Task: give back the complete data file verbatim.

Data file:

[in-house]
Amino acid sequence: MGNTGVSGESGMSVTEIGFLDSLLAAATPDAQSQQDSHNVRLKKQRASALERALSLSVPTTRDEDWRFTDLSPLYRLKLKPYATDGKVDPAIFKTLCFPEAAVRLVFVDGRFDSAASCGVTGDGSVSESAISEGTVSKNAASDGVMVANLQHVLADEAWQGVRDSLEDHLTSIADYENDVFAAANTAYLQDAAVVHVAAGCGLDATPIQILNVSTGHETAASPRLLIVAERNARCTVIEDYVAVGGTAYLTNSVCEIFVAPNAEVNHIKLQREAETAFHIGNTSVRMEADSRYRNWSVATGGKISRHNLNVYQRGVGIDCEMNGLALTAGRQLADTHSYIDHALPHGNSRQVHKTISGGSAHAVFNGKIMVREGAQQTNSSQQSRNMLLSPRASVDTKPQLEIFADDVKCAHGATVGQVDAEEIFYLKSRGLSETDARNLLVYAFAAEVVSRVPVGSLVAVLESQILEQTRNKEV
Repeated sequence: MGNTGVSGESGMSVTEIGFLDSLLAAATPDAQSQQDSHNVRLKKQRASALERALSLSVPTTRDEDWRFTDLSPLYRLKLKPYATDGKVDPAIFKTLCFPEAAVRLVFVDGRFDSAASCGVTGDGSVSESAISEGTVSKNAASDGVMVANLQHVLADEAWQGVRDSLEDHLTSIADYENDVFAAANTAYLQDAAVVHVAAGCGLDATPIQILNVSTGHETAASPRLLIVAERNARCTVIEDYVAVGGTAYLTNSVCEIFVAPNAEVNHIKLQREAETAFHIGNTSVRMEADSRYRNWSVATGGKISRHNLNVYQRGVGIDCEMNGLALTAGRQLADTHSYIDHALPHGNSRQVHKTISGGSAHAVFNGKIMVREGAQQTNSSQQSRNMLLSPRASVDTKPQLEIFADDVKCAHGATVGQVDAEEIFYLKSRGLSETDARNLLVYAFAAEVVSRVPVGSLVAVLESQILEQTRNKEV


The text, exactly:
[in-house]
Amino acid sequence: MGNTGVSGESGMSVTEIGFLDSLLAAATPDAQSQQDSHNVRLKKQRASALERALSLSVPTTRDEDWRFTDLSPLYRLKLKPYATDGKVDPAIFKTLCFPEAAVRLVFVDGRFDSAASCGVTGDGSVSESAISEGTVSKNAASDGVMVANLQHVLADEAWQGVRDSLEDHLTSIADYENDVFAAANTAYLQDAAVVHVAAGCGLDATPIQILNVSTGHETAASPRLLIVAERNARCTVIEDYVAVGGTAYLTNSVCEIFVAPNAEVNHIKLQREAETAFHIGNTSVRMEADSRYRNWSVATGGKISRHNLNVYQRGVGIDCEMNGLALTAGRQLADTHSYIDHALPHGNSRQVHKTISGGSAHAVFNGKIMVREGAQQTNSSQQSRNMLLSPRASVDTKPQLEIFADDVKCAHGATVGQVDAEEIFYLKSRGLSETDARNLLVYAFAAEVVSRVPVGSLVAVLESQILEQTRNKEV
Repeated sequence: MGNTGVSGESGMSVTEIGFLDSLLAAATPDAQSQQDSHNVRLKKQRASALERALSLSVPTTRDEDWRFTDLSPLYRLKLKPYATDGKVDPAIFKTLCFPEAAVRLVFVDGRFDSAASCGVTGDGSVSESAISEGTVSKNAASDGVMVANLQHVLADEAWQGVRDSLEDHLTSIADYENDVFAAANTAYLQDAAVVHVAAGCGLDATPIQILNVSTGHETAASPRLLIVAERNARCTVIEDYVAVGGTAYLTNSVCEIFVAPNAEVNHIKLQREAETAFHIGNTSVRMEADSRYRNWSVATGGKISRHNLNVYQRGVGIDCEMNGLALTAGRQLADTHSYIDHALPHGNSRQVHKTISGGSAHAVFNGKIMVREGAQQTNSSQQSRNMLLSPRASVDTKPQLEIFADDVKCAHGATVGQVDAEEIFYLKSRGLSETDARNLLVYAFAAEVVSRVPVGSLVAVLESQILEQTRNKEV